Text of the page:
Exposure of tropical ecosystems to artificial light at night: Brazil as a case study

Juliana Ribeirão De Freitas, Jon Bennie, Waldir Mantovani, Kevin J. Gaston

Research output: Contribution to journalArticleResearchpeer-review

14 Citations (Scopus)

Abstract

Artificial nighttime lighting from streetlights and other sources has a broad range of biological effects. Understanding the spatial and temporal levels and patterns of this lighting is a key step in determining the severity of adverse effects on different ecosystems, vegetation, and habitat types. Few such analyses have been conducted, particularly for regions with high biodiversity, including the tropics. We used an intercalibrated version of the Defense Meteorological Satellite Program's Operational Linescan System (DMSP/OLS) images of stable nighttime lights to determine what proportion of original and current Brazilian vegetation types are experiencing measurable levels of artificial light and how this has changed in recent years. The percentage area affected by both detectable light and increases in brightness ranged between 0 and 35% for native vegetation types, and between 0 and 25% for current vegetation (i.e. including agriculture). The most heavily affected areas encompassed terrestrial coastal vegetation types (restingas and mangroves), Semideciduous Seasonal Forest, and Mixed Ombrophilous Forest. The existing small remnants of Lowland Deciduous and Semideciduous Seasonal Forests and of Campinarana had the lowest exposure levels to artificial light. Light pollution has not often been investigated in developing countries but our data show that it is an environmental concern.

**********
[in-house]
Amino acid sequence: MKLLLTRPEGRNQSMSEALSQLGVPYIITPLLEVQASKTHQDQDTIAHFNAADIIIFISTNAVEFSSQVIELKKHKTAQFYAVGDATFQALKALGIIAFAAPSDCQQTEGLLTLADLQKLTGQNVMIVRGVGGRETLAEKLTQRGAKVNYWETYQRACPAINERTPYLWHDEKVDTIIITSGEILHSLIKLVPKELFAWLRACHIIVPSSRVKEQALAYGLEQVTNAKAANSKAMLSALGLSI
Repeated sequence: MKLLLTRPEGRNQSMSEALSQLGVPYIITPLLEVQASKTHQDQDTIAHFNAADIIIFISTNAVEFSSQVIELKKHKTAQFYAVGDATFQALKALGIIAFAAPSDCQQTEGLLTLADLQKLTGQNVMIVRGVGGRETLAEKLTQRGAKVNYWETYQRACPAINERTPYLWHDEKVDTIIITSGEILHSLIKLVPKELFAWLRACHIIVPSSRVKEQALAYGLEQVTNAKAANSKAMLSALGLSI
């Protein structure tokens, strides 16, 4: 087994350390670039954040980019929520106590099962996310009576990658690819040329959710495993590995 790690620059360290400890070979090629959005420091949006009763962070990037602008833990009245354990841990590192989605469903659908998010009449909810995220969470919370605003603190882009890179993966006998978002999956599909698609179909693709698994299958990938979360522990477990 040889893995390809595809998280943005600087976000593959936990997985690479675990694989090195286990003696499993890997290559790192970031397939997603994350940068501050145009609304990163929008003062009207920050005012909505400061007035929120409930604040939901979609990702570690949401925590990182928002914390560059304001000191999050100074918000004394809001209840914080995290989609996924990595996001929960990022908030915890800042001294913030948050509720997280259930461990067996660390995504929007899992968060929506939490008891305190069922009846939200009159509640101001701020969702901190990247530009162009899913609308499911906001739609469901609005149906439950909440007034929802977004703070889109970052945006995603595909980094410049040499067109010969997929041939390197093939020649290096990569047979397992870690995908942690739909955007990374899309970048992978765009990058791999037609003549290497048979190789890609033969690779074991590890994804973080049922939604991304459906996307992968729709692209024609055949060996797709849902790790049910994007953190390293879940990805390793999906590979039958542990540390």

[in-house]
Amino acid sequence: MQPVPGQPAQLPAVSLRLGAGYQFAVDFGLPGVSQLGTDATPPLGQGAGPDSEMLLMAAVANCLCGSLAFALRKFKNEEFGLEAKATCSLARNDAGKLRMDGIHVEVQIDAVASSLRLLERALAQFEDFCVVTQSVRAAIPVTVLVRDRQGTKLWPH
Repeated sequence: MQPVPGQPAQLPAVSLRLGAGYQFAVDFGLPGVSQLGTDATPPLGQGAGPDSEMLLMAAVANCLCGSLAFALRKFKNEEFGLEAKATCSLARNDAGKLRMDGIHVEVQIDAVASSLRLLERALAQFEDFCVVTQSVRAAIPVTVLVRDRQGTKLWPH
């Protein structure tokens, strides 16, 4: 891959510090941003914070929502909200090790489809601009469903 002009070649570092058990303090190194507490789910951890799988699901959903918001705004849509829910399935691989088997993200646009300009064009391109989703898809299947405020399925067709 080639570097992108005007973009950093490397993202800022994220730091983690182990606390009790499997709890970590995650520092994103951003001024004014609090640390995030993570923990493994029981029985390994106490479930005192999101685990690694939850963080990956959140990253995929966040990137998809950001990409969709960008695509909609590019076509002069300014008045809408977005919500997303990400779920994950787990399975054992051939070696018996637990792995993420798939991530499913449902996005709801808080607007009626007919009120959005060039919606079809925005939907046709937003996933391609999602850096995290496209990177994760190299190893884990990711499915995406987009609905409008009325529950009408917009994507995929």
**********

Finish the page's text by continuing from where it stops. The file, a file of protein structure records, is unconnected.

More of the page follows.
Original languageEnglish
Article numbere0171655
Number of pages12
JournalPLoS ONE
Volume12
Issue number2
DOIs
Publication statusPublished - 1 Feb 2017
Externally publishedYes

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